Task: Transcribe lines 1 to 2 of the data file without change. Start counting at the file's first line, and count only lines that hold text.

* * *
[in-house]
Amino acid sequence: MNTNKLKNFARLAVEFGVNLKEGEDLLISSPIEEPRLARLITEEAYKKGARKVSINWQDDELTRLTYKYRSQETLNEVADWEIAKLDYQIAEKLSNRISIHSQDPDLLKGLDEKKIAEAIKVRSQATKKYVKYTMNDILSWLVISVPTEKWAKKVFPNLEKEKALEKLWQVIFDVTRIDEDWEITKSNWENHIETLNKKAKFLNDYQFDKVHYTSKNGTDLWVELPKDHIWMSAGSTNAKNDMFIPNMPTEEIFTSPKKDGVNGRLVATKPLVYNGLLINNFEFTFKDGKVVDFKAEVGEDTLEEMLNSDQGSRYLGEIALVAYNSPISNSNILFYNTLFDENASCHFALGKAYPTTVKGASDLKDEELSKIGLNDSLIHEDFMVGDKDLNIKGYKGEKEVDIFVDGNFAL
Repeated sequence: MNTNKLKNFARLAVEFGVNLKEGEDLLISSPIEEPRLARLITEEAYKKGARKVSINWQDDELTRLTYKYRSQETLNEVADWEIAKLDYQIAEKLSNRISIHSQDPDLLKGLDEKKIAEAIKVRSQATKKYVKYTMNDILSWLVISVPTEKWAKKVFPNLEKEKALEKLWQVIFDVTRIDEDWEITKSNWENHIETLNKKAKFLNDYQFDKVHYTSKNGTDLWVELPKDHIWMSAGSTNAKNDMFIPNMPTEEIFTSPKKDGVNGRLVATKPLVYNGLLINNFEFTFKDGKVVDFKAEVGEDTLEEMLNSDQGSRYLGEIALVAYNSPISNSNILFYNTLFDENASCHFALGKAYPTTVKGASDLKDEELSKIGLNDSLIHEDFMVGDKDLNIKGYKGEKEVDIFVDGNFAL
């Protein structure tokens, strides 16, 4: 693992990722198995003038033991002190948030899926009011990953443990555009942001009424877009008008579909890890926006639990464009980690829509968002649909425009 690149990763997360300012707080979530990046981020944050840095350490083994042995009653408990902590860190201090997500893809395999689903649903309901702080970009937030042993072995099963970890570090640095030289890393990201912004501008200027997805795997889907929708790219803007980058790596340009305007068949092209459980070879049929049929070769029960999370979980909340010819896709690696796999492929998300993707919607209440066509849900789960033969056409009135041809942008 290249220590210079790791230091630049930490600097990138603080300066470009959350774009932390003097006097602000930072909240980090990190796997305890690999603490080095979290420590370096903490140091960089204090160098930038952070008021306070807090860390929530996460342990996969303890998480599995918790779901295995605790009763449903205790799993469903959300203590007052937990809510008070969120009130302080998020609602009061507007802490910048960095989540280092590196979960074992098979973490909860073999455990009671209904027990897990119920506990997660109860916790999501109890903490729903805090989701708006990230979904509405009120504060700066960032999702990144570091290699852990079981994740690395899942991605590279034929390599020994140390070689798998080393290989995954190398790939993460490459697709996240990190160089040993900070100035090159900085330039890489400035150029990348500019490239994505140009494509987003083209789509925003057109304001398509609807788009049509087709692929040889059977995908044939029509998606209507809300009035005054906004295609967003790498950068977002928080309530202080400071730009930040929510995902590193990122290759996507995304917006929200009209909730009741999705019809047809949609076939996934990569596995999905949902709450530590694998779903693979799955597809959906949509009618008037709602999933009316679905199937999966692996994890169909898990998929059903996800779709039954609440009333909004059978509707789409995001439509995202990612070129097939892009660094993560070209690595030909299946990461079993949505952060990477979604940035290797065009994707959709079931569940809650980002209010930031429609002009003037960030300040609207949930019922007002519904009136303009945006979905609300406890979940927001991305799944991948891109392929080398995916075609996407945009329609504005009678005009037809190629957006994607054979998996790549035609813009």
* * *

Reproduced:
[in-house]
Amino acid sequence: MNTNKLKNFARLAVEFGVNLKEGEDLLISSPIEEPRLARLITEEAYKKGARKVSINWQDDELTRLTYKYRSQETLNEVADWEIAKLDYQIAEKLSNRISIHSQDPDLLKGLDEKKIAEAIKVRSQATKKYVKYTMNDILSWLVISVPTEKWAKKVFPNLEKEKALEKLWQVIFDVTRIDEDWEITKSNWENHIETLNKKAKFLNDYQFDKVHYTSKNGTDLWVELPKDHIWMSAGSTNAKNDMFIPNMPTEEIFTSPKKDGVNGRLVATKPLVYNGLLINNFEFTFKDGKVVDFKAEVGEDTLEEMLNSDQGSRYLGEIALVAYNSPISNSNILFYNTLFDENASCHFALGKAYPTTVKGASDLKDEELSKIGLNDSLIHEDFMVGDKDLNIKGYKGEKEVDIFVDGNFAL